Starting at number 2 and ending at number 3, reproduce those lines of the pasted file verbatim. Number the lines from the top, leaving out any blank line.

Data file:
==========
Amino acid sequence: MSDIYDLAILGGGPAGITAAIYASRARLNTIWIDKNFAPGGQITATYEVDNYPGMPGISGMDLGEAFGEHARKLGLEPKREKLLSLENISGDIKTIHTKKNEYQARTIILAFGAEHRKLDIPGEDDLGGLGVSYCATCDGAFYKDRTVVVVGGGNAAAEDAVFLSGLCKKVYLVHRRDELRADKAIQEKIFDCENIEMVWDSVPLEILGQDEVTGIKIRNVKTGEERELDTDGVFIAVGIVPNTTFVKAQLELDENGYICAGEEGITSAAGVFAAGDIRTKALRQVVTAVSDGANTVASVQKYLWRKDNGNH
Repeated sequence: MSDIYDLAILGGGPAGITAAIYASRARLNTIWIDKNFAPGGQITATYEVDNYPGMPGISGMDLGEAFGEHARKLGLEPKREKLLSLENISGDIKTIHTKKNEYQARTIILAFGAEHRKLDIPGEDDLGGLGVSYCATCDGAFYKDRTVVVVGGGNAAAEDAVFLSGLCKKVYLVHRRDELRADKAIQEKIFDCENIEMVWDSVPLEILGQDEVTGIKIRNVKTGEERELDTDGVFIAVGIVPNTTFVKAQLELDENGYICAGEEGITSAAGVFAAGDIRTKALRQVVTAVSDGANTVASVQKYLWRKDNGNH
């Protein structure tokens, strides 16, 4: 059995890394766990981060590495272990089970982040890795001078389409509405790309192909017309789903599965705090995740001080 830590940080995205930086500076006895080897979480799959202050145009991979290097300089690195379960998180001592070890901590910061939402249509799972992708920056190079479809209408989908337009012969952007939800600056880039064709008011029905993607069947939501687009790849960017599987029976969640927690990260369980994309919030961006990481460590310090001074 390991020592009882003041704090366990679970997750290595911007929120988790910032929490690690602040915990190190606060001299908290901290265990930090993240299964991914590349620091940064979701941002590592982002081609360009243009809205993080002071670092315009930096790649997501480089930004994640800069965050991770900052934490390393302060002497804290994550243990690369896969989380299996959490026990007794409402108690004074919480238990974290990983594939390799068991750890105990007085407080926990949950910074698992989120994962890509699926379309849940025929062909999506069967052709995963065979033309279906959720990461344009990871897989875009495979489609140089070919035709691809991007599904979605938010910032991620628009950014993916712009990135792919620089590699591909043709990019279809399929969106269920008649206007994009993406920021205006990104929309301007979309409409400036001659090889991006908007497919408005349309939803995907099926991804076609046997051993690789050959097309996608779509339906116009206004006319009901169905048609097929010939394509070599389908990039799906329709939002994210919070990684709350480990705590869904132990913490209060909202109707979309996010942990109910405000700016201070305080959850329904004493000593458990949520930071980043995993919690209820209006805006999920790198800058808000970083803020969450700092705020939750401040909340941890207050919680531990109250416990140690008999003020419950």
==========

Repeated sequence: MSDIYDLAILGGGPAGITAAIYASRARLNTIWIDKNFAPGGQITATYEVDNYPGMPGISGMDLGEAFGEHARKLGLEPKREKLLSLENISGDIKTIHTKKNEYQARTIILAFGAEHRKLDIPGEDDLGGLGVSYCATCDGAFYKDRTVVVVGGGNAAAEDAVFLSGLCKKVYLVHRRDELRADKAIQEKIFDCENIEMVWDSVPLEILGQDEVTGIKIRNVKTGEERELDTDGVFIAVGIVPNTTFVKAQLELDENGYICAGEEGITSAAGVFAAGDIRTKALRQVVTAVSDGANTVASVQKYLWRKDNGNH
């Protein structure tokens, strides 16, 4: 059995890394766990981060590495272990089970982040890795001078389409509405790309192909017309789903599965705090995740001080 830590940080995205930086500076006895080897979480799959202050145009991979290097300089690195379960998180001592070890901590910061939402249509799972992708920056190079479809209408989908337009012969952007939800600056880039064709008011029905993607069947939501687009790849960017599987029976969640927690990260369980994309919030961006990481460590310090001074 390991020592009882003041704090366990679970997750290595911007929120988790910032929490690690602040915990190190606060001299908290901290265990930090993240299964991914590349620091940064979701941002590592982002081609360009243009809205993080002071670092315009930096790649997501480089930004994640800069965050991770900052934490390393302060002497804290994550243990690369896969989380299996959490026990007794409402108690004074919480238990974290990983594939390799068991750890105990007085407080926990949950910074698992989120994962890509699926379309849940025929062909999506069967052709995963065979033309279906959720990461344009990871897989875009495979489609140089070919035709691809991007599904979605938010910032991620628009950014993916712009990135792919620089590699591909043709990019279809399929969106269920008649206007994009993406920021205006990104929309301007979309409409400036001659090889991006908007497919408005349309939803995907099926991804076609046997051993690789050959097309996608779509339906116009206004006319009901169905048609097929010939394509070599389908990039799906329709939002994210919070990684709350480990705590869904132990913490209060909202109707979309996010942990109910405000700016201070305080959850329904004493000593458990949520930071980043995993919690209820209006805006999920790198800058808000970083803020969450700092705020939750401040909340941890207050919680531990109250416990140690008999003020419950």